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Tuesday, January 09, 2007


DC Comics's pricey archives editions churn along like clockwork, no matter how doubtful a customer's expenditure of fifty bucks on hardcover collections of mostly badly-drawn comics from the dawn of comics up through the 1980's may be. Sure, there are rabid completists out there and fifty bucks is a bargain compared to the hundreds/thousands that the original issues would garner, so I guess it all makes sense — especially when you can find the archives for around $20 off cover price on Amazon — but there really is a good reason that much of this stuff has not seen the light of day since back in the days. Seminal though much of it may be, the simple truth is that a lot of this stuff just plain sucks. I have read a lot of the Golden Age collections of the Flash, Green Lantern, Superman and so on, and much of it is hideously painful to behold and/or written by people who may have been escaped mental patients. However, for me the stories scribed by those apparent loonies are the most interesting to read thanks to their utter disregard for basic logic or sense, instead aiming for balls-out, anything goes fun, and for sheer unadulterated superhero lunacy, it's hard to beat THE GOLDEN AGE HAWKMAN ARCHIVES VOL. 1 in terms of art and loopy storysmithing.

The first page of the very first Hawkman story from FLASH COMICS #1 (January, 1940). Check out Hawkman's buttock-constricting shorts!

Hawkman is Carter Hall, "wealthy collector of weapons and research scientist," who discovers in a dream/recollection that he is also the reincarnation of the murdered blonde (?) Egyptian prince Khufu, who must defeat the reincarnation of the evil Hath-Set, the douchebag who killed his ass millennia ago. Taking a walk around the block to clear his head after that revelation, Hall runs into Shiera, the reincarnation of his murdered lover, after she escapes from a subway that was electrically sabotaged by the reborn Hath-Set, now named "Hastor" and looking like a red-headed Irish guy. Hall traces the source of the deadly electricity using his "dynamo-detector" and then emerges in full-blown shirtless garb that's supposed to represent "the hawk god Anubis" (yeah, yeah, I know...), complete with winged flying gear powered by "the secret of the ages — the Ninth Metal — which defies the pull of the earth's gravity," and goes forth as the garish Hawkman to put much boot to ass. Hastor is tits-up by the end of the tale, Shiera is installed as love interest and future Hawkgirl, and Hawkman's ancient weapons fetish is established, thus setting the basic template for the character that continues to this day.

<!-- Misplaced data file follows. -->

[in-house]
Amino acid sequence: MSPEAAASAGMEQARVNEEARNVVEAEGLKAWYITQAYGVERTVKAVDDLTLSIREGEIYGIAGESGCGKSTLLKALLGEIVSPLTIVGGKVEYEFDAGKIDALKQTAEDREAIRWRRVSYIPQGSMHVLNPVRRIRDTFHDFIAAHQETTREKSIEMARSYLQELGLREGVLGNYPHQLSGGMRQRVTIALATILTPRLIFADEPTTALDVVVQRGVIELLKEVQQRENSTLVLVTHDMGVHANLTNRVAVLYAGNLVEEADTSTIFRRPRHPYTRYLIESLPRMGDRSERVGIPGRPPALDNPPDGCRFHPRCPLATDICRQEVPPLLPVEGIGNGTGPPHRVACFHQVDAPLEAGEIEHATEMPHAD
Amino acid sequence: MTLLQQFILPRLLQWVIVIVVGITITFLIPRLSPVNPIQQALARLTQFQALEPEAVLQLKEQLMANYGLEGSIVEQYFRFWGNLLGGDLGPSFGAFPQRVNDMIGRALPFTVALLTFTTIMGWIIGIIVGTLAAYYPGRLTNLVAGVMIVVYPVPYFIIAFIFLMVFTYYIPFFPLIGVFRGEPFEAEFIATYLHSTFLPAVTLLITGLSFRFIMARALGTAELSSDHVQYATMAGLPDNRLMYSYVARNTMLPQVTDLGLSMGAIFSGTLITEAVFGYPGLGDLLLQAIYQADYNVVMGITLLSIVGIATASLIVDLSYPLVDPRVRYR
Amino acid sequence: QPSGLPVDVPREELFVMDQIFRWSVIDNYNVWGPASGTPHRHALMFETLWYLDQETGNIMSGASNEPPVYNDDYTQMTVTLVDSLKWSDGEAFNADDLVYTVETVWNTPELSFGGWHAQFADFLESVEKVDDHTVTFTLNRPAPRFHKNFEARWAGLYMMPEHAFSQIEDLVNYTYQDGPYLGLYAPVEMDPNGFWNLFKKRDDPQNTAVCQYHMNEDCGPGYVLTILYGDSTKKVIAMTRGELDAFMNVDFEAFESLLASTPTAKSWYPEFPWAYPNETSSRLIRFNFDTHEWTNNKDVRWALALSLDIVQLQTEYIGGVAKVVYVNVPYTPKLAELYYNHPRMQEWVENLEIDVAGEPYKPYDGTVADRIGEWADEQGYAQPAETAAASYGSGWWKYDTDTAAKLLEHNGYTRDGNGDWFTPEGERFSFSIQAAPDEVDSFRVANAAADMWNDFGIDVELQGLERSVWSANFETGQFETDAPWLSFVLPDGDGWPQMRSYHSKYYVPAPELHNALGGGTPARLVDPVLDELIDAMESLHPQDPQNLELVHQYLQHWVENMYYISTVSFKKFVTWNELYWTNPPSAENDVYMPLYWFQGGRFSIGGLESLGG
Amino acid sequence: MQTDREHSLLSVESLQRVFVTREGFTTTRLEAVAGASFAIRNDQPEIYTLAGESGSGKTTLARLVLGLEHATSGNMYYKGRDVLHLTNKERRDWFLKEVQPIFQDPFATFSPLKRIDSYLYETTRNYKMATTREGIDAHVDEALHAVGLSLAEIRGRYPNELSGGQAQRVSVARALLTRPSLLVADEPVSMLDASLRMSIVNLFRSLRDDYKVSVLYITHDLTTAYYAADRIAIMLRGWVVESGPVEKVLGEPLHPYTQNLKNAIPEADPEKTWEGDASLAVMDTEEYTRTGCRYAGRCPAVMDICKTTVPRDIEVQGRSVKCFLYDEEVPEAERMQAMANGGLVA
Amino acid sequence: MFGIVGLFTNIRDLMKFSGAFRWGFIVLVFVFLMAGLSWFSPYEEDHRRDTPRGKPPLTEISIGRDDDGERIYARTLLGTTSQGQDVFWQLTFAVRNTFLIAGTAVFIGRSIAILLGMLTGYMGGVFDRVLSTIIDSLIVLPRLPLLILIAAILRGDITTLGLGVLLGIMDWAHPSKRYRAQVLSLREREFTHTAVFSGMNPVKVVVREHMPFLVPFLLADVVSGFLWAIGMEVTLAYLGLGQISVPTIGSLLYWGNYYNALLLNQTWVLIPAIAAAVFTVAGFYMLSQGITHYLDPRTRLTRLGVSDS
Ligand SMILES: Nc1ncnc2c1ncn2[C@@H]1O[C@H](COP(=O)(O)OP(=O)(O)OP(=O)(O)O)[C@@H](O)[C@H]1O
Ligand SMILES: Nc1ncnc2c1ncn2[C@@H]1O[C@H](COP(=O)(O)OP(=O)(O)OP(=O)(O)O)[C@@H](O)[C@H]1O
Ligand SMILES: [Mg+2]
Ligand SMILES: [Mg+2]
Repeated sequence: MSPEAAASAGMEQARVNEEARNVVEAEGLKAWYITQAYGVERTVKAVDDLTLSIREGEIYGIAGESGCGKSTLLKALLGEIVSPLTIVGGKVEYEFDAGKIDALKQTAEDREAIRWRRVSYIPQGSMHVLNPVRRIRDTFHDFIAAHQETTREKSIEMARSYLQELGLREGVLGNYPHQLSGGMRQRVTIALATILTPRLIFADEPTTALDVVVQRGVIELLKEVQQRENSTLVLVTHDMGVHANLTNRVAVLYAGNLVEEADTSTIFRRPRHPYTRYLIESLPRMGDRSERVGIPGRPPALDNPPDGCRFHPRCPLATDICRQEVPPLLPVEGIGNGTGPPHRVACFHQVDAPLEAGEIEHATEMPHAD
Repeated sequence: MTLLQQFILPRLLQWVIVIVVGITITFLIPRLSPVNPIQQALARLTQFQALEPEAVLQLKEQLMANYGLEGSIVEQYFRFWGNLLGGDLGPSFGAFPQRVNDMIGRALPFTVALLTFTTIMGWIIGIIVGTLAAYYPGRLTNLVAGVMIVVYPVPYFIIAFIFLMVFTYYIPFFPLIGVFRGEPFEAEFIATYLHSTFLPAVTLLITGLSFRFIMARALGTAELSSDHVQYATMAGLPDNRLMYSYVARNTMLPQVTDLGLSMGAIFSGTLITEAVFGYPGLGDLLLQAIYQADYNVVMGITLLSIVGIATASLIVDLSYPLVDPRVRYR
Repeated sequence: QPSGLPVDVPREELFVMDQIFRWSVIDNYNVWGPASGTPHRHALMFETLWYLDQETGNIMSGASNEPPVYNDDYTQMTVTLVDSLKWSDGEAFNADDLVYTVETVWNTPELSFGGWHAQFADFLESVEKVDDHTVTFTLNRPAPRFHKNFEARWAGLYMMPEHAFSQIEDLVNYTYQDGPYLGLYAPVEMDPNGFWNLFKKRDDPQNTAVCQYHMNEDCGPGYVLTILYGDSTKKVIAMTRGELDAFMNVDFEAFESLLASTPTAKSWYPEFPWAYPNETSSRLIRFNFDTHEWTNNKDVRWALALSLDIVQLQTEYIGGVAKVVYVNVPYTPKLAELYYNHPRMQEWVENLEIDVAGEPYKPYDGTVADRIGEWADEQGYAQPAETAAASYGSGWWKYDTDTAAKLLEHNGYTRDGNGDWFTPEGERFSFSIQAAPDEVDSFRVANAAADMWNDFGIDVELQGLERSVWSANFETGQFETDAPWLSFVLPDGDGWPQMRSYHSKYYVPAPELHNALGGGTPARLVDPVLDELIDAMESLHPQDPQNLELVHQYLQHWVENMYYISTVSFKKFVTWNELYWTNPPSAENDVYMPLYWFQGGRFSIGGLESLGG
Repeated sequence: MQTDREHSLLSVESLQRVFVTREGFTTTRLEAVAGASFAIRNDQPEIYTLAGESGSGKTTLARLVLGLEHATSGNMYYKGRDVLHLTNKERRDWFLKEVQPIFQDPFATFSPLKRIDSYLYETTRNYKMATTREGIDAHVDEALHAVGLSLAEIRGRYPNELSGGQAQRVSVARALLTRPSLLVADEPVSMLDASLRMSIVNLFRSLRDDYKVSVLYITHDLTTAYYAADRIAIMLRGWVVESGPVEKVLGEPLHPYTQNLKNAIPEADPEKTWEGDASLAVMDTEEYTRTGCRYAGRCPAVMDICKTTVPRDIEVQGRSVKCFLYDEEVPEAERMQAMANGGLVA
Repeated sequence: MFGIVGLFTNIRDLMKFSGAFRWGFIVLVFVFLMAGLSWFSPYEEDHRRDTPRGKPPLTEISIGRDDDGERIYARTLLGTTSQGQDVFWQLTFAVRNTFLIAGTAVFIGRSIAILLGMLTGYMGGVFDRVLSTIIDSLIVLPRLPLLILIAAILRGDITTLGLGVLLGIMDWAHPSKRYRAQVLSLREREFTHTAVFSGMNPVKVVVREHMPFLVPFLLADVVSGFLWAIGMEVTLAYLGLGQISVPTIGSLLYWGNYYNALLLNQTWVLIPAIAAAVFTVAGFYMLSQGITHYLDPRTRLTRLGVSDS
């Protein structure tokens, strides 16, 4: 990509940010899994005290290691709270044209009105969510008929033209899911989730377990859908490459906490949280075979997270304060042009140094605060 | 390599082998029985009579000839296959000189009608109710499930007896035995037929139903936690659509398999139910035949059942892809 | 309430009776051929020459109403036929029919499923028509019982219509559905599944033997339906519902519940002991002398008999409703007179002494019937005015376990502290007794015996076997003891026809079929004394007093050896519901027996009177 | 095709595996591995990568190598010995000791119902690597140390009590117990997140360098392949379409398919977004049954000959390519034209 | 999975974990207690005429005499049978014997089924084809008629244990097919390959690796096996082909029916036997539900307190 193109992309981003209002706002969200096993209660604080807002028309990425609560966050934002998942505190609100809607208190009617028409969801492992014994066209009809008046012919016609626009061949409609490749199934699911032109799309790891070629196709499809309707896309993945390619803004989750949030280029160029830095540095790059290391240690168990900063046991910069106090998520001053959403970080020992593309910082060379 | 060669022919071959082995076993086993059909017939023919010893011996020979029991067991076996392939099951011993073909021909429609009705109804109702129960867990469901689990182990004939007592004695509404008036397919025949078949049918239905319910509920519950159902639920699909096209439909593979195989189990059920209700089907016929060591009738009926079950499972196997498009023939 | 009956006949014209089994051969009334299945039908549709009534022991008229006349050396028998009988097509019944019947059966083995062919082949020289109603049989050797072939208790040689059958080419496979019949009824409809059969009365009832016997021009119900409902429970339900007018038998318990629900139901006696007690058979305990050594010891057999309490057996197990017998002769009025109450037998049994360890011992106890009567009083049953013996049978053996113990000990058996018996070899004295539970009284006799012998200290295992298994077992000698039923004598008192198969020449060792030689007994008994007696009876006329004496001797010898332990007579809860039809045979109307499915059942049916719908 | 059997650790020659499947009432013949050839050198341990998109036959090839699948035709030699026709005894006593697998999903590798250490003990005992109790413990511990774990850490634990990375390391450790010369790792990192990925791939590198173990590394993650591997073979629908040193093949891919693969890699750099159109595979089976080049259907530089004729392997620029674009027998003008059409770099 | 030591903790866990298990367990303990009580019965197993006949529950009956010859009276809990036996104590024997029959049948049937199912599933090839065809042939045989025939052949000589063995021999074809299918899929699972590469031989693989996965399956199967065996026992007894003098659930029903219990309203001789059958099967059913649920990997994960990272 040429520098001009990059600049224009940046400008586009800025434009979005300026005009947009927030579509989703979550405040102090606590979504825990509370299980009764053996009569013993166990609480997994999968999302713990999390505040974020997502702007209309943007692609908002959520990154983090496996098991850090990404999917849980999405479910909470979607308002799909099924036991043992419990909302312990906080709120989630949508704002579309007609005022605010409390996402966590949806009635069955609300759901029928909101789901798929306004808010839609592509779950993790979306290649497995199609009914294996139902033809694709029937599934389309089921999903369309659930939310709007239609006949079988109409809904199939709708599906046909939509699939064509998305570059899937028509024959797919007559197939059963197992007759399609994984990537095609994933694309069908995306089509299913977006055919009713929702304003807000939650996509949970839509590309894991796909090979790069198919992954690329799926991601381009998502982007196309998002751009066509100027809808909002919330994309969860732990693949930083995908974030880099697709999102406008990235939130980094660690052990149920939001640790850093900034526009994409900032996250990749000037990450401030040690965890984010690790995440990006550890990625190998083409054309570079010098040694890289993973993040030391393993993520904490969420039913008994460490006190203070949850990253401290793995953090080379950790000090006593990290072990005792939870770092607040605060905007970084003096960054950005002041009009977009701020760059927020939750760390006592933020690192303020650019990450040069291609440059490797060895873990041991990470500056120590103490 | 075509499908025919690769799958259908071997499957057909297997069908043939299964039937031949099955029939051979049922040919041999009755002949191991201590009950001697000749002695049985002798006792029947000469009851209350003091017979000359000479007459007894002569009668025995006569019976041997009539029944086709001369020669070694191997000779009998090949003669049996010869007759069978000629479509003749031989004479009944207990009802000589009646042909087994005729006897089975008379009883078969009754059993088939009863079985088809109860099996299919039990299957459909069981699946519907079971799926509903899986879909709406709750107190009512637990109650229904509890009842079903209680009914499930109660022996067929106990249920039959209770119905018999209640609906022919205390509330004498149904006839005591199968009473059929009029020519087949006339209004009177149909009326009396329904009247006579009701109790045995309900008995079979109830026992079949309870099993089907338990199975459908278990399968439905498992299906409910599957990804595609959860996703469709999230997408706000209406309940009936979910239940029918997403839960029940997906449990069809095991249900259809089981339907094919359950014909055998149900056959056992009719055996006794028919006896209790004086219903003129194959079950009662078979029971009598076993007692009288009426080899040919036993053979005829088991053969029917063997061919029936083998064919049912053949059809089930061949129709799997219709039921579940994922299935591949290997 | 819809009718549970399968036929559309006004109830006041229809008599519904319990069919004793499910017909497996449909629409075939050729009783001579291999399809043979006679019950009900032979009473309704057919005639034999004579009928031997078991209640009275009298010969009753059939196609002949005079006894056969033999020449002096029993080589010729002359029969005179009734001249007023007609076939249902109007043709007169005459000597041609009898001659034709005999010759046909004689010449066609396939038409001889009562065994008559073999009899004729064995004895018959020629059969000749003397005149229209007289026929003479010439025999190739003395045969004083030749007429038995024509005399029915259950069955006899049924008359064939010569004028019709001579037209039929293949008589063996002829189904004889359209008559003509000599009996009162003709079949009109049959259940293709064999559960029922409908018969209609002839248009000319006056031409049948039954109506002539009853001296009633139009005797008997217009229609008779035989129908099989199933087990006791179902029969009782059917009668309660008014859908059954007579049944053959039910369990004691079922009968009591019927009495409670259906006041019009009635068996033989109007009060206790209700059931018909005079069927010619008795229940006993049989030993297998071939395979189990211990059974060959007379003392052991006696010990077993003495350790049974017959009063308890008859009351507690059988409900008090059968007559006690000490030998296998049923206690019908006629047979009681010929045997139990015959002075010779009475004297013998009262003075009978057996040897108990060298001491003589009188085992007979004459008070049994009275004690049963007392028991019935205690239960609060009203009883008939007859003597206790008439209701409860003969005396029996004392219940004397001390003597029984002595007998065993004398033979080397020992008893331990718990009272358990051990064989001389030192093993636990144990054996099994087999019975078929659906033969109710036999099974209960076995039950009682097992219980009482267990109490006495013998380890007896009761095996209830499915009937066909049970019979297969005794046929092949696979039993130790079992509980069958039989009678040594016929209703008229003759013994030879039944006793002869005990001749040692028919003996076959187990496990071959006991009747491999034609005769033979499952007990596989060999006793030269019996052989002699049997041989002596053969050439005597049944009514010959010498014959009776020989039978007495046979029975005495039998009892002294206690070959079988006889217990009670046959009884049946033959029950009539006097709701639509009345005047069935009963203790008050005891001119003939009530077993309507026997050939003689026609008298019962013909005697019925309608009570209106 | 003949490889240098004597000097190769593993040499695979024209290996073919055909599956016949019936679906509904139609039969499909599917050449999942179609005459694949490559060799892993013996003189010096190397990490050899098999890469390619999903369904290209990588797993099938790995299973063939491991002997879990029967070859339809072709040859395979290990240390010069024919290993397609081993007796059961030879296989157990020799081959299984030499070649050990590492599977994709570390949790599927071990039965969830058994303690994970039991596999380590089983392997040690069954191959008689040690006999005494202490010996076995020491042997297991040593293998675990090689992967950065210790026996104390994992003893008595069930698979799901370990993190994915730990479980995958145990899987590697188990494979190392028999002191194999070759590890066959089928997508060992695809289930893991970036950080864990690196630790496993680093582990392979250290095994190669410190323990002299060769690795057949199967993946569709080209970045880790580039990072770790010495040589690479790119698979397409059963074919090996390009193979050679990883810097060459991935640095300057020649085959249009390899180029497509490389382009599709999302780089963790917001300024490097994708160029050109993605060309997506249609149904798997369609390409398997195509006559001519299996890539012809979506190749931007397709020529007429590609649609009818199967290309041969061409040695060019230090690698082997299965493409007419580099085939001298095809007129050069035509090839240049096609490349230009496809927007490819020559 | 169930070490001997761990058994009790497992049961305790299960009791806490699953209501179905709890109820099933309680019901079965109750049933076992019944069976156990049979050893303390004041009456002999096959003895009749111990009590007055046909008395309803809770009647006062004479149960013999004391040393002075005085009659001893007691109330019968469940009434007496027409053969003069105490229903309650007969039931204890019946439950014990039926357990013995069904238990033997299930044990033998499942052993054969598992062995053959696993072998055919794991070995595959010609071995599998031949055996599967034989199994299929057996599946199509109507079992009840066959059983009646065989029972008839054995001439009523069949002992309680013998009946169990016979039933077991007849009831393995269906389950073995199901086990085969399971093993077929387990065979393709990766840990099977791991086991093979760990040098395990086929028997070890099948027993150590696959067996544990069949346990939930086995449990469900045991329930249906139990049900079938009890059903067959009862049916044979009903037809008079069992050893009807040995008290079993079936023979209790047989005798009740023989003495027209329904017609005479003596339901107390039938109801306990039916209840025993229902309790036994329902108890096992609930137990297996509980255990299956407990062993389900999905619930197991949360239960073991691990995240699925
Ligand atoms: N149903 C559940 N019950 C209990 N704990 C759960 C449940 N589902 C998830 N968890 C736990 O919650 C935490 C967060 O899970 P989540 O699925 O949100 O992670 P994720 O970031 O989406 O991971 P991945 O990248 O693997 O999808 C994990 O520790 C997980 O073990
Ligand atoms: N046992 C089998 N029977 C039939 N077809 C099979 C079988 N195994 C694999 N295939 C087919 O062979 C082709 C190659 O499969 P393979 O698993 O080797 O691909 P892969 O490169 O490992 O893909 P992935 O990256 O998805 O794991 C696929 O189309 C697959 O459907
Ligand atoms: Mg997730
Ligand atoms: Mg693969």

And as if the origin yarn wasn't crazy enough, the early Hawkman stories not only mangled well-documented mythology, but also plundered every other thing one could think of for story fodder. Cowboys, futurist cabals, talking alligators (!!!), costumed would-be conquerors, horny Mongolians out to get their hump on with white chicks (can't have that!), mummies, evil Alaskan Injuns, mad scientists, giant space aliens, and even a yellow-skinned Poseidon — who grants Hawkman the ability to breathe underwater and asks him to drop by any time — infest the stories, rendering them virtually nonsensical but never boring.

Was this drawn by Hal Foster? Alex Raymond? Um, nooooo...

The other thing that makes the book is the artwork. Dennis Neville's passable-to-sloppy skills handle the first four stories, but the rest of the book is by Sheldon Moldoff and his contributions are a goldmine for those who love to spot "swipes," an industry term for stealing from other comics to create visuals and pass them off as your own. Moldoff endured endless — and frankly well-deserved — criticism for his flagrant plagiarism from the popular newspaper strip artists of the time. Familiar panels from FLASH GORDON, PRINCE VALIANT, TARZAN and a host of other strips were copied and only marginally altered in Moldoff's offerings, and it gets so outrageous that it's downright hilarious and distracting to those of us who have a good working knowledge of American comics history. There were moments when I stopped dead, doubled over cracking up at the really obvious ripoffs and when that kind of hilarity is coupled with narratives that are just a hair away from being non sequitors, you have a real treat. Recommended, if you can spare the scratch.

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